# How to save a NumPy array as a GeoTIFF file using GDAL

Institute for Environmental and Spatial Analysis...University of North Georgia

## 1   Introduction

Try these exercises first:

## 2   Python code

``````from osgeo import gdal
import numpy as np
import matplotlib.pyplot as plt

ds = gdal.Open(filename)
band = ds.GetRasterBand(1)
return arr, ds

def write_geotiff(filename, arr, in_ds):
if arr.dtype == np.float32:
arr_type = gdal.GDT_Float32
else:
arr_type = gdal.GDT_Int32

driver = gdal.GetDriverByName("GTiff")
out_ds = driver.Create(filename, arr.shape[1], arr.shape[0], 1, arr_type)
out_ds.SetProjection(in_ds.GetProjection())
out_ds.SetGeoTransform(in_ds.GetGeoTransform())
band = out_ds.GetRasterBand(1)
band.WriteArray(arr)
band.FlushCache()
band.ComputeStatistics(False)

nlcd_changed = np.where(nlcd01_arr != nlcd16_arr, 1, 0)

write_geotiff("nlcd_changed.tif", nlcd_changed, nlcd01_ds)

plt.subplot(311)
plt.imshow(nlcd01_arr)

plt.subplot(312)
plt.imshow(nlcd16_arr)

plt.subplot(313)
plt.imshow(nlcd_changed)

plt.show()``````

## 3   Explanation

Import necessary modules.

```from osgeo import gdal
import numpy as np
import matplotlib.pyplot as plt```

Define the `read_geotiff()` function that returns both a NumPy array and a GDAL dataset. We need the GDAL dataset later when we want to create a new GeoTIFF file using the same projection and geotransform information.

``````def read_geotiff(filename):
ds = gdal.Open(filename)
band = ds.GetRasterBand(1)
return arr, ds``````

Define the `write_geotiff()` function that takes a filename, a NumPy array, and an input dataset. We use the input dataset argument to set projection and geotransform information for a new GeoTIFF file. This function can handle floating-point and integer NumPy arrays. A NumPy array has an attribute called `dtype` (data type) that contains its cell data type. If this data type of the input NumPy array is `np.flat32`, we use the data type of `gdal.GDT_Float32` for writing a new GeoTIFF file. Otherwise, we use `gdal.GDT_Int32`.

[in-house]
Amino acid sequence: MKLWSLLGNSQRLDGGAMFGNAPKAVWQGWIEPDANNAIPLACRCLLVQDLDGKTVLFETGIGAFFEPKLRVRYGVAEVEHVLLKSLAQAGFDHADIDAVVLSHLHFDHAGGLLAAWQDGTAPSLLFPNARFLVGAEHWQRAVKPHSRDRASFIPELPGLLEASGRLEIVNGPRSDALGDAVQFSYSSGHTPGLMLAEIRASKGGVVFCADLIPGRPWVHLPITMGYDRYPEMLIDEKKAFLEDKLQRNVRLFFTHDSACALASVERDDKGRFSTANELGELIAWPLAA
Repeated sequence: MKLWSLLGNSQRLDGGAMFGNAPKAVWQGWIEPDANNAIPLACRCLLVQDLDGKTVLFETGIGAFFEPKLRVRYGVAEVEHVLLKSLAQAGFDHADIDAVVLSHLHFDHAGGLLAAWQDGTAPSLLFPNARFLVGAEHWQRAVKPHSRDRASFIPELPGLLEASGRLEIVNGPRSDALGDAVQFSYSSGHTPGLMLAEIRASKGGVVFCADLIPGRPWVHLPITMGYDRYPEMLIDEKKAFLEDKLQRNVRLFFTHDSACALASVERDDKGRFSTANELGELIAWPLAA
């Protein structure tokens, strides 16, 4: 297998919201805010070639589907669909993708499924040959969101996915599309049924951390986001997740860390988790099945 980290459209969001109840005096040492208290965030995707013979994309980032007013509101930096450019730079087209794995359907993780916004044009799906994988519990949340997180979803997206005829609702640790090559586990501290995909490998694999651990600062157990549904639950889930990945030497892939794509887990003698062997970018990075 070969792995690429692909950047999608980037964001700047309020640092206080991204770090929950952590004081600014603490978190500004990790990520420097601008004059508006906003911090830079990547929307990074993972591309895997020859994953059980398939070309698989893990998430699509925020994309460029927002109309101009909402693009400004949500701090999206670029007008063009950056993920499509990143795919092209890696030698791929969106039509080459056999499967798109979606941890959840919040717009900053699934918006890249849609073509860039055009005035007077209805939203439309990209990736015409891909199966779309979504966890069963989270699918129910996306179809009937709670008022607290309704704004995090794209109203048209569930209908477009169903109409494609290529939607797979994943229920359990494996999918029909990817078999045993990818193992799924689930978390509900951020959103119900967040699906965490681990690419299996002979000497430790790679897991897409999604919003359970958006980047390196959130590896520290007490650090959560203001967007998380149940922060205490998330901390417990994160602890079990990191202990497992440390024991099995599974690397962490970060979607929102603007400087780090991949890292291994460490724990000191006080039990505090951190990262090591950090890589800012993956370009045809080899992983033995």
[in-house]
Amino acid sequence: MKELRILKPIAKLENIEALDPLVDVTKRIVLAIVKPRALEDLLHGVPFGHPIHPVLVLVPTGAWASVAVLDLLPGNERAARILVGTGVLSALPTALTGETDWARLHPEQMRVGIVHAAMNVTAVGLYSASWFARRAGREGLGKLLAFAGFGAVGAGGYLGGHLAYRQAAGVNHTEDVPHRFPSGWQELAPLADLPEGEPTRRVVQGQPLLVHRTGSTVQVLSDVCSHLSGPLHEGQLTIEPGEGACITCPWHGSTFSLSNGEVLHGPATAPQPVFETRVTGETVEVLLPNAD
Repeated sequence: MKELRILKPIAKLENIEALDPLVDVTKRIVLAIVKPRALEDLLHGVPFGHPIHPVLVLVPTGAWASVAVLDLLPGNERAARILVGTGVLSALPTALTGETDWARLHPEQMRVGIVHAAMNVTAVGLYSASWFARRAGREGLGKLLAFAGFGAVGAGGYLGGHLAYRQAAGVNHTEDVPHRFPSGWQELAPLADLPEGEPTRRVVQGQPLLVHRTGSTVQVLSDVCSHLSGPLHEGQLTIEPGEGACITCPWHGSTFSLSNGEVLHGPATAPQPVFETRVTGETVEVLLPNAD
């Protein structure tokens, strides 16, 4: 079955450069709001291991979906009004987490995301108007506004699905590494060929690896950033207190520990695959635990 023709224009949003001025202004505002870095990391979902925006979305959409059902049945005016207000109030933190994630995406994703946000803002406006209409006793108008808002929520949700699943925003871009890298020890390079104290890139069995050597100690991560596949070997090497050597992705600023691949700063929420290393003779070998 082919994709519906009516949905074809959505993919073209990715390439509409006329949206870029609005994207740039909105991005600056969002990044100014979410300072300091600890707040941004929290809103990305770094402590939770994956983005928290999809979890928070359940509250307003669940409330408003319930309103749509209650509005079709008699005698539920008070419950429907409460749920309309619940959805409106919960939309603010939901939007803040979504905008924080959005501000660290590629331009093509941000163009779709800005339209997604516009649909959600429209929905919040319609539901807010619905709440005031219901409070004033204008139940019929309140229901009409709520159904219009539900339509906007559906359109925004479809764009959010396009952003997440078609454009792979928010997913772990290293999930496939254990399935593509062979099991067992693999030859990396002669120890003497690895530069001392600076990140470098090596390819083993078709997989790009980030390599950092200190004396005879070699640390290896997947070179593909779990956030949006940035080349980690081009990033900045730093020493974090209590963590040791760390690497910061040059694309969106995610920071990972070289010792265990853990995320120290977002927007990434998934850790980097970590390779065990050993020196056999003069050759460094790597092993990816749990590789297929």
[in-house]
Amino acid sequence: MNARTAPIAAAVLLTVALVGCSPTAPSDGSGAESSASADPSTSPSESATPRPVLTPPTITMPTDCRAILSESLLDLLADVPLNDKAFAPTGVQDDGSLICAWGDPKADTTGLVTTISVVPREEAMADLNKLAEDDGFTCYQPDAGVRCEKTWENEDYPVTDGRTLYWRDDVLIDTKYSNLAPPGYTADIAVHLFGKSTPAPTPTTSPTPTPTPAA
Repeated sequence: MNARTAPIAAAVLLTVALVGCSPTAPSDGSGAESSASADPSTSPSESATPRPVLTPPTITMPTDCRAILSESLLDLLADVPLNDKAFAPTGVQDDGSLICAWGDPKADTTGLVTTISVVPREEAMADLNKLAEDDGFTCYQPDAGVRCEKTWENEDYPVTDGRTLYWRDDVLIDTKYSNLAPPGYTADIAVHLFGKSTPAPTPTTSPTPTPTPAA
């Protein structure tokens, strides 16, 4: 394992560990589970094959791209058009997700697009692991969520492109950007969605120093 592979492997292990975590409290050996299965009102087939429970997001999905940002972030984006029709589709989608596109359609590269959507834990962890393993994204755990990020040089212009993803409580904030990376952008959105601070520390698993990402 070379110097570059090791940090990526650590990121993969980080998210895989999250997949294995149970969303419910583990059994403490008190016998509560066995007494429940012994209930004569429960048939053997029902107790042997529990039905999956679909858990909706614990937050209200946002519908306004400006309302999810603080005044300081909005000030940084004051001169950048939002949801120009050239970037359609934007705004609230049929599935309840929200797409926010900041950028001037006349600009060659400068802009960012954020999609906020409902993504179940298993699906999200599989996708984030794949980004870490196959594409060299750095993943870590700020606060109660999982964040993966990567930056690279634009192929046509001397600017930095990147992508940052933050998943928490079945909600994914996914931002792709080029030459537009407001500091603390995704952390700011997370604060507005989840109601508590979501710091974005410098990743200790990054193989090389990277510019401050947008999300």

``````def write_geotiff(filename, arr, in_ds):
if arr.dtype == np.float32:
arr_type = gdal.GDT_Float32
else:
arr_type = gdal.GDT_Int32``````

The GDAL module supports different file formats for raster data. One of them is GeoTIFF. In GDAL, any code that handles a specific file format is called a driver. For our exercise, we use GeoTIFF, so we get the GeoTIFF driver called `GTiff`.

``    driver = gdal.GetDriverByName("GTiff")``

Now, we pass required arguments to the driver. These include the filename (`filename`), the width (`arr.shape[1]`, the number of columns), the height (`arr.shape[0]`, the number of rows), the number of bands (1 band), and the data type from above (`arr_type`). Then, we need to set projection and geotransform information using the `SetProjection()` and `SetGeoTransform()` functions. Use the input dataset `in_ds` to retrieve this information from the input GeoTIFF file.

``````    out_ds = driver.Create(filename, arr.shape[1], arr.shape[0], 1, arr_type)
out_ds.SetProjection(in_ds.GetProjection())
out_ds.SetGeoTransform(in_ds.GetGeoTransform())``````

We can now create a new band (1st band) and write the NumPy array (`arr`) into the new band. `band.FlushCache()` makes sure that the data is completely flushed out onto the disk before the next line is executed. To save some time, let’s not compute raster statistics by calling `band.ComputeStatistics(False)`.

``````    band = out_ds.GetRasterBand(1)
band.WriteArray(arr)
band.FlushCache()
band.ComputeStatistics(False)``````

Now, we defined the read and write functions. Read two NLCD GeoTIFF files. Since `read_geotiff()` returns two items, we need to variables on the left-hand side to retrieve both. The first return value is the array and the second is the dataset of the file. We’ll use the dataset later to retrieve projection and geotransform information.

``````nlcd01_arr, nlcd01_ds = read_geotiff("nlcd2001_clipped.tif")

Create a binary (0 or 1) difference array between the two datasets.

``nlcd_changed = np.where(nlcd01_arr != nlcd16_arr, 1, 0)``

Create a new GeoTIFF file called `nlcd_changed.tif`.

``write_geotiff("nlcd_changed.tif", nlcd_changed, nlcd01_ds)``

Plot all three arrays using `plt.imshow()`.

``````plt.subplot(311)
plt.imshow(nlcd01_arr)

plt.subplot(312)
plt.imshow(nlcd16_arr)

plt.subplot(313)
plt.imshow(nlcd_changed)

plt.show()``````